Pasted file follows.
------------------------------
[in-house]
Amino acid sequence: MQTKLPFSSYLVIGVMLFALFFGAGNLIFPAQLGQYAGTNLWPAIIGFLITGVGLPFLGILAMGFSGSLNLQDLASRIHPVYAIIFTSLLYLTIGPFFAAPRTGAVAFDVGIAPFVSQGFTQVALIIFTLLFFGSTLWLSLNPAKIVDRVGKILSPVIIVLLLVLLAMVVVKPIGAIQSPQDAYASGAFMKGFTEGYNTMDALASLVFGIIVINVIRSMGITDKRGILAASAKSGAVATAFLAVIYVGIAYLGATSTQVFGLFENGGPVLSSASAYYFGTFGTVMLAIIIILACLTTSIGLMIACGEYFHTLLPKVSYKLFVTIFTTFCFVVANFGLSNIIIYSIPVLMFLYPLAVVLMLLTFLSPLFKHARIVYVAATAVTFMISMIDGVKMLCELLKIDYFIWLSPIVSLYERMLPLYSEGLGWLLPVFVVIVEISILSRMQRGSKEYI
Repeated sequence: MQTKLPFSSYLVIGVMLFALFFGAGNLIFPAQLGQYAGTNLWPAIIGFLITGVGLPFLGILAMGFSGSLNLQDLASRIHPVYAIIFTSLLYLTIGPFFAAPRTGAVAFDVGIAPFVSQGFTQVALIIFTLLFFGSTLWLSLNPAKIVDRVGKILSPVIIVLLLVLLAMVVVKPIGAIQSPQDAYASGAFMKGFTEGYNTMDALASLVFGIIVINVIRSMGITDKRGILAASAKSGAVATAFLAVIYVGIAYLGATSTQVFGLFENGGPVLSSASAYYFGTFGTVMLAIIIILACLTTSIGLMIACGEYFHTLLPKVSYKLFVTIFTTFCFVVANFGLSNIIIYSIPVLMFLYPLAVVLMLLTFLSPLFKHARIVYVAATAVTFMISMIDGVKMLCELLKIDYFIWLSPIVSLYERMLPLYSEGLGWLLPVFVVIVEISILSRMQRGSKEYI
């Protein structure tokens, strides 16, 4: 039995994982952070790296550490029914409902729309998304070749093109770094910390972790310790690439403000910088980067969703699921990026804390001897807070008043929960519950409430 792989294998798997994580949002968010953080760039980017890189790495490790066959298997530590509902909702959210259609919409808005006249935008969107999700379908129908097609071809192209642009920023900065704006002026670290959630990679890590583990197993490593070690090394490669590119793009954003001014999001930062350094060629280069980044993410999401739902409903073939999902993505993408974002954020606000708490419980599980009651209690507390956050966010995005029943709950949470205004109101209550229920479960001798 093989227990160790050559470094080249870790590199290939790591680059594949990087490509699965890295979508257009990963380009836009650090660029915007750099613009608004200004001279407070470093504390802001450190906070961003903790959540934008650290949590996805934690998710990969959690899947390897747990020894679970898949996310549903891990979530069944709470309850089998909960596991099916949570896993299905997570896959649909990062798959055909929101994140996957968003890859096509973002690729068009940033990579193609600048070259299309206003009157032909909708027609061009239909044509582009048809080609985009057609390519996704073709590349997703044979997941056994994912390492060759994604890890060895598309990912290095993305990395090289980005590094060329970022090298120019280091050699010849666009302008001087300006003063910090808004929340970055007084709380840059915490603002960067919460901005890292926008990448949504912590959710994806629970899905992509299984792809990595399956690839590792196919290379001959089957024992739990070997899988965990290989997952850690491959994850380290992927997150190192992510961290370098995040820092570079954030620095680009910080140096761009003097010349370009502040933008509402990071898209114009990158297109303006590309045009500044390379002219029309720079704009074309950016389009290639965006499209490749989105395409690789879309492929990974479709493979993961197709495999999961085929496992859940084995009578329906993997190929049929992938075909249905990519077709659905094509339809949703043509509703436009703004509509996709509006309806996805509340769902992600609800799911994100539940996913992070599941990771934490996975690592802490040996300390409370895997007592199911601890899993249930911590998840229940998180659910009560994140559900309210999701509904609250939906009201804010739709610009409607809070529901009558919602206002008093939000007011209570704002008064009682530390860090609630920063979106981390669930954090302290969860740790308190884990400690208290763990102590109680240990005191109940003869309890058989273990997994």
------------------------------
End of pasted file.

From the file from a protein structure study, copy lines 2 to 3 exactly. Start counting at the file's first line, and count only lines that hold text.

Amino acid sequence: MQTKLPFSSYLVIGVMLFALFFGAGNLIFPAQLGQYAGTNLWPAIIGFLITGVGLPFLGILAMGFSGSLNLQDLASRIHPVYAIIFTSLLYLTIGPFFAAPRTGAVAFDVGIAPFVSQGFTQVALIIFTLLFFGSTLWLSLNPAKIVDRVGKILSPVIIVLLLVLLAMVVVKPIGAIQSPQDAYASGAFMKGFTEGYNTMDALASLVFGIIVINVIRSMGITDKRGILAASAKSGAVATAFLAVIYVGIAYLGATSTQVFGLFENGGPVLSSASAYYFGTFGTVMLAIIIILACLTTSIGLMIACGEYFHTLLPKVSYKLFVTIFTTFCFVVANFGLSNIIIYSIPVLMFLYPLAVVLMLLTFLSPLFKHARIVYVAATAVTFMISMIDGVKMLCELLKIDYFIWLSPIVSLYERMLPLYSEGLGWLLPVFVVIVEISILSRMQRGSKEYI
Repeated sequence: MQTKLPFSSYLVIGVMLFALFFGAGNLIFPAQLGQYAGTNLWPAIIGFLITGVGLPFLGILAMGFSGSLNLQDLASRIHPVYAIIFTSLLYLTIGPFFAAPRTGAVAFDVGIAPFVSQGFTQVALIIFTLLFFGSTLWLSLNPAKIVDRVGKILSPVIIVLLLVLLAMVVVKPIGAIQSPQDAYASGAFMKGFTEGYNTMDALASLVFGIIVINVIRSMGITDKRGILAASAKSGAVATAFLAVIYVGIAYLGATSTQVFGLFENGGPVLSSASAYYFGTFGTVMLAIIIILACLTTSIGLMIACGEYFHTLLPKVSYKLFVTIFTTFCFVVANFGLSNIIIYSIPVLMFLYPLAVVLMLLTFLSPLFKHARIVYVAATAVTFMISMIDGVKMLCELLKIDYFIWLSPIVSLYERMLPLYSEGLGWLLPVFVVIVEISILSRMQRGSKEYI